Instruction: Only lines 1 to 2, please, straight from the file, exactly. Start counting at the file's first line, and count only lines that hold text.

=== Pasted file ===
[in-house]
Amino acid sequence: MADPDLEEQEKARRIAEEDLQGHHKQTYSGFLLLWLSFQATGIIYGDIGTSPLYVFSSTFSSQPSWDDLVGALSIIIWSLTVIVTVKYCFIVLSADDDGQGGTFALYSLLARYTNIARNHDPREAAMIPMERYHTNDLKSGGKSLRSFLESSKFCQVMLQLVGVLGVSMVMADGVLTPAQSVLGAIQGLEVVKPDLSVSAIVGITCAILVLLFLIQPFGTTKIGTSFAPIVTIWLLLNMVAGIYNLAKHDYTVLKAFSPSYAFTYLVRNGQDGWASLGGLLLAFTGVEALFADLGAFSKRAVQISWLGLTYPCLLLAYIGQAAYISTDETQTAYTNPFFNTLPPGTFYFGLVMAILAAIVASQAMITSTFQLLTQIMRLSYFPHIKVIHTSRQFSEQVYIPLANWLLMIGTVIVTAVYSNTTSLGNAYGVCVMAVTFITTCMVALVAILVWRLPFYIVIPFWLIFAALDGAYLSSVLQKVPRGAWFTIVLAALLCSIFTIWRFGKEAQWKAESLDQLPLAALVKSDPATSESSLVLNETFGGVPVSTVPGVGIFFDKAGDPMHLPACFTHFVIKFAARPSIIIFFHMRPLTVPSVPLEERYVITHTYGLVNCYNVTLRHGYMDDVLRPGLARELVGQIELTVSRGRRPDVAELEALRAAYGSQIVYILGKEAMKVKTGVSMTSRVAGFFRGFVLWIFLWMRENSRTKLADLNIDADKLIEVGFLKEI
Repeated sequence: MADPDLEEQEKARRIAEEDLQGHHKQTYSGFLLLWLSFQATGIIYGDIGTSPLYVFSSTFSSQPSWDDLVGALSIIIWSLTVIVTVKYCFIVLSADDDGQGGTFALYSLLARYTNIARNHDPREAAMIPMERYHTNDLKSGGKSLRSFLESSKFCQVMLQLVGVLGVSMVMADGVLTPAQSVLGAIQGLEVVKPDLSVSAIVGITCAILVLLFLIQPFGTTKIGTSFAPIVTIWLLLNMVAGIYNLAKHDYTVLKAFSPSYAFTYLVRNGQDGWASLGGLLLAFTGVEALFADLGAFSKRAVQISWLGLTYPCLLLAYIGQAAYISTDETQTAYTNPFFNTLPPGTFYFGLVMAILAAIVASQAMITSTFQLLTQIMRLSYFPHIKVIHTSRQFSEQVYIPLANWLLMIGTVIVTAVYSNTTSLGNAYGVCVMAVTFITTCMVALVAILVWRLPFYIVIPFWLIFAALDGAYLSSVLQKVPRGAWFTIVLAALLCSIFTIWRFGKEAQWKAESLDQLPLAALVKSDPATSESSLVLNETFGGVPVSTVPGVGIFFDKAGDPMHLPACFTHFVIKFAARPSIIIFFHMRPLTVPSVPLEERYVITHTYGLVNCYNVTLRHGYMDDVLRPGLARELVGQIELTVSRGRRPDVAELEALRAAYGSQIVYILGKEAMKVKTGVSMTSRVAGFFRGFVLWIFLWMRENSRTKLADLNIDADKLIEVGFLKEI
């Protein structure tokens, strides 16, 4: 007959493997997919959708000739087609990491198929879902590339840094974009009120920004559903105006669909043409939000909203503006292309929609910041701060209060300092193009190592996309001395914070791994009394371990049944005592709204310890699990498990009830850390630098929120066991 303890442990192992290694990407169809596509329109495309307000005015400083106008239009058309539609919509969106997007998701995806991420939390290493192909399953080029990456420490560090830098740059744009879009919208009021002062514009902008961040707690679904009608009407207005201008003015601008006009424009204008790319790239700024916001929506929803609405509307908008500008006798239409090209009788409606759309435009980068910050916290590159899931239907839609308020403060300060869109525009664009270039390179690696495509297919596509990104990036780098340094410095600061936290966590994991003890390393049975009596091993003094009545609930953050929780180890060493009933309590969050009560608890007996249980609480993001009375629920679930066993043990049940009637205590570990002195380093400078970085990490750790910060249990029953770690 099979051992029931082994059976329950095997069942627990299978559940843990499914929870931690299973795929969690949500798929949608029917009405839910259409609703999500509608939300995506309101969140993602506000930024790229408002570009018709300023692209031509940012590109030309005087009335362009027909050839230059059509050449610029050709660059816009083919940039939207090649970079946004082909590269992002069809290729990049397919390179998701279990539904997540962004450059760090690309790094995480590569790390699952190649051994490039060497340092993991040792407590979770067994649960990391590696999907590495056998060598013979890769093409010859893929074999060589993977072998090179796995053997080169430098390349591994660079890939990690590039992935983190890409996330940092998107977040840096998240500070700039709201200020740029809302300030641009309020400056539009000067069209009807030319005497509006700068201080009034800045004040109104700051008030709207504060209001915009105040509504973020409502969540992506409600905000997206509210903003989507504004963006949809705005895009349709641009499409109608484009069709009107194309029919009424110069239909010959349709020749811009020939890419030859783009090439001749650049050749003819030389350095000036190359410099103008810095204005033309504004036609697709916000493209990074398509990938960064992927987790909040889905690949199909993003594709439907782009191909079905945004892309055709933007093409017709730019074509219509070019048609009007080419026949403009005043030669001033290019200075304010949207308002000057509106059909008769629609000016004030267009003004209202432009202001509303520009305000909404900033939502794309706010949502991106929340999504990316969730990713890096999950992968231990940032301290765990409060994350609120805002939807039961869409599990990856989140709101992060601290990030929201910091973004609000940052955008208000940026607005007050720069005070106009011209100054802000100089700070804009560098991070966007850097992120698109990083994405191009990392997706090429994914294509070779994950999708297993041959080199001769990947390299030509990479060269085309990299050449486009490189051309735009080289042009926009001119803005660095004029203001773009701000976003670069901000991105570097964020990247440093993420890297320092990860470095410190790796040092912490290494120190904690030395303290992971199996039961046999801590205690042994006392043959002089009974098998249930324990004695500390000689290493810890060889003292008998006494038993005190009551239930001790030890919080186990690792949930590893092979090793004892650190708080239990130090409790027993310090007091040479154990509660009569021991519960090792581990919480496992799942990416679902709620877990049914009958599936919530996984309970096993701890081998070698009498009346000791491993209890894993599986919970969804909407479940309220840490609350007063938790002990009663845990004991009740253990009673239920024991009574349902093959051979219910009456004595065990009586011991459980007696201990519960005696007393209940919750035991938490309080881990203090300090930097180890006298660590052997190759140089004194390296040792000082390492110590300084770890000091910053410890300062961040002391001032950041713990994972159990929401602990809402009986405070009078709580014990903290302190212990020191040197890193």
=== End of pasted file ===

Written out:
[in-house]
Amino acid sequence: MADPDLEEQEKARRIAEEDLQGHHKQTYSGFLLLWLSFQATGIIYGDIGTSPLYVFSSTFSSQPSWDDLVGALSIIIWSLTVIVTVKYCFIVLSADDDGQGGTFALYSLLARYTNIARNHDPREAAMIPMERYHTNDLKSGGKSLRSFLESSKFCQVMLQLVGVLGVSMVMADGVLTPAQSVLGAIQGLEVVKPDLSVSAIVGITCAILVLLFLIQPFGTTKIGTSFAPIVTIWLLLNMVAGIYNLAKHDYTVLKAFSPSYAFTYLVRNGQDGWASLGGLLLAFTGVEALFADLGAFSKRAVQISWLGLTYPCLLLAYIGQAAYISTDETQTAYTNPFFNTLPPGTFYFGLVMAILAAIVASQAMITSTFQLLTQIMRLSYFPHIKVIHTSRQFSEQVYIPLANWLLMIGTVIVTAVYSNTTSLGNAYGVCVMAVTFITTCMVALVAILVWRLPFYIVIPFWLIFAALDGAYLSSVLQKVPRGAWFTIVLAALLCSIFTIWRFGKEAQWKAESLDQLPLAALVKSDPATSESSLVLNETFGGVPVSTVPGVGIFFDKAGDPMHLPACFTHFVIKFAARPSIIIFFHMRPLTVPSVPLEERYVITHTYGLVNCYNVTLRHGYMDDVLRPGLARELVGQIELTVSRGRRPDVAELEALRAAYGSQIVYILGKEAMKVKTGVSMTSRVAGFFRGFVLWIFLWMRENSRTKLADLNIDADKLIEVGFLKEI